• Formatting is extremely important in the business world due to the significance of communication. In academics most professors do not stress the presentation of ideas, rather only the content of idea itself. However, in real life if you cannot communicate your ideas, they may as well never have been created. Thus, learn how to format reports, powerpoints, and excel documents! The best examples are usually things you can find from previous documents at work, or if you don’t have any precedents to use look online for similar documents by reputable corporations. Formatting should be concise, clear to read, and be able to highlight significant information. An example of this could be color coding or indenting in excel. Note: you need to be careful formatting does not get excessive; projects aren’t “art projects.” A good resource for fast formatting excel shortcuts is .

Microfinance points: This week I want to introduce the concept of “PAR” or portfolio at risk discussed in our weekly staff meeting. In a nutshell, PAR is a control metric for measuring the risk of funds, or in HOPE’s situation its microlending portfolio.

  • What is PAR?
    • Portfolio at risk is defined as the value of all loans outstanding that have at least one installment of principal past due.
  • Key Concepts
    • Includes the total outstanding value of the loan
    • Looks at the principal, not interest
    • Different from Arrears Rate
  • How is PAR calculated?
    • Portfolio at Risk > 30 days + (Value of Renegotiated Loans Gross Loan Portfolio / Gross Loan Portfolio)
    • The most common measure of PAR is >30 days
    • It is important to note that this ratio does not provide any information about WHY clients are delinquent.
  • Example:
    • Say I take out a loan for $1,200 and am repaying the principal at a rate of $100 each month.
    • I miss my monthly payment in month four
    • How much of Micah’s loan has been paid back?
      • $300
    • How much of Micah’s loan is still outstanding?
      • $900
    • What is the value of payments in Arrears?
      • $100
    • What is the value of Portfolio at Risk?
      • $900
  • What drives PAR?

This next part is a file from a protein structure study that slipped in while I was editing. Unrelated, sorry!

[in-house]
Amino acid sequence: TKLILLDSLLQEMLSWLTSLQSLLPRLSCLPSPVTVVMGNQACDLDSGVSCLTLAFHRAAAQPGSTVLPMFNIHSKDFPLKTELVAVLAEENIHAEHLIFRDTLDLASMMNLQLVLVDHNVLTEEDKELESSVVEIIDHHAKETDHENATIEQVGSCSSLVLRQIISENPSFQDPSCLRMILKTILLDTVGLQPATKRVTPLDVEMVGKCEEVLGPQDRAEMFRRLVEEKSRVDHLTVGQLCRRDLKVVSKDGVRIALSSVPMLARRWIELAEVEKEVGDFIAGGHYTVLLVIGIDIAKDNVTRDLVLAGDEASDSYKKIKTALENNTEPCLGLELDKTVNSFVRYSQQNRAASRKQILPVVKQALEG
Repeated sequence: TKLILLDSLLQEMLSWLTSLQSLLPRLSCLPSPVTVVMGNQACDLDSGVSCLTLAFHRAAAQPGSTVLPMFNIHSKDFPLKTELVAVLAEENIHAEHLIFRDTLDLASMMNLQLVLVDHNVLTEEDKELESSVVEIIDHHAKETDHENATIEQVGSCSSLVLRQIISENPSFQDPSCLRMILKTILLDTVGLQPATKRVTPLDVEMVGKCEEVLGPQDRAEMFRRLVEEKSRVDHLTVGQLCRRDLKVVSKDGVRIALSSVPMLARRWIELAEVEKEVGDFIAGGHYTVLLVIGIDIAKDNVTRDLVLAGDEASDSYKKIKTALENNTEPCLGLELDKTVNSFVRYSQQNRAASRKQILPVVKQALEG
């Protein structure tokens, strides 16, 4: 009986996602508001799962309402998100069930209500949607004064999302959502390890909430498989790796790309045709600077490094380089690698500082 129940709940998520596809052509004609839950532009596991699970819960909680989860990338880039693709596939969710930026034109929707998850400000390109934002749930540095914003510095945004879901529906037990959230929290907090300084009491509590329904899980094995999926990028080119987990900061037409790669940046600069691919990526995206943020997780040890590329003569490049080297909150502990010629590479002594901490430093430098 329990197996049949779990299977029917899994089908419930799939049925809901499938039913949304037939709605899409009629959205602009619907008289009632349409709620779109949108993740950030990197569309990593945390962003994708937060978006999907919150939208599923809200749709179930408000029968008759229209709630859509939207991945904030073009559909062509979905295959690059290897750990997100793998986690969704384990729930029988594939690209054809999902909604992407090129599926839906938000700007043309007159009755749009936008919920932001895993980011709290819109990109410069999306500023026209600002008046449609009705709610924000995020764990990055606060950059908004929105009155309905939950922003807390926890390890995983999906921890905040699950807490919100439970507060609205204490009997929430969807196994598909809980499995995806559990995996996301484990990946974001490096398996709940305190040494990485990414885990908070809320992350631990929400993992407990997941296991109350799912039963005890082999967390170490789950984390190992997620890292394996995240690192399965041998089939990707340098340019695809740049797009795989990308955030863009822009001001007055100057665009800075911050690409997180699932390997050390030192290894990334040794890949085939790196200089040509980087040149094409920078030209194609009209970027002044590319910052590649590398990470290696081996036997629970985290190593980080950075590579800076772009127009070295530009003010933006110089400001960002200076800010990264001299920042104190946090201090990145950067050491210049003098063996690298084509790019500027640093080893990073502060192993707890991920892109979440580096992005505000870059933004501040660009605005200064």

• Changes in client delinquency
      • More clients begin repaying late
      • Institution renegotiates loans for delinquent clients
    • Growth or contraction of the loan portfolio
      • This can mask problems in portfolio
  • One of the current challenges in the microfinance industry is finding ways to reduce or prevent volatility in PAR.
    • What do you think are some ways to do this?
      • I will provide some industry responses in next week’s microfinance points, but I’m curious to see what ideas you have.

5 Responses to Second Week @ HOPE International

  1. jhart says:

    I think microfinance is really interesting, as it applies business principles where for decades we’ve just thrown aid dollars and wondered why corruption and suffering continue.

    How does HOPE compare to Kiva? As I understand it, Kiva’s sole purpose is connecting lenders to third-party loan agencies. Might be an interesting topic for a post! Keep up the good work –

  2. Rafael N. says:

    It’s the summer…no one wants to do math / finance problems Lol.

  3. Kim Bader says:

    I’m impressed by the way you are connecting your coursework with what you’re doing this summer!

  4. Michael Song says:

    Hi JHart,

    HOPE actually partners with KIVA through several of our MFIs as it is a great and cheap way to get funding for clients. As of now, I believe four of our MFI’s are on KIVA and another is being setup. An issue however is the administration needed to upkeep the transparency of KIVA incurred loans and we are trying to find ways to streamline or improve the process for our MFIs. There is much work on the ground level for loan officers or staff in the MFIs to with KIVA. As of now it is fairly efficient, but I think there could be a better way of doing it.


  5. jhart says:

    Cool – thanks for the info!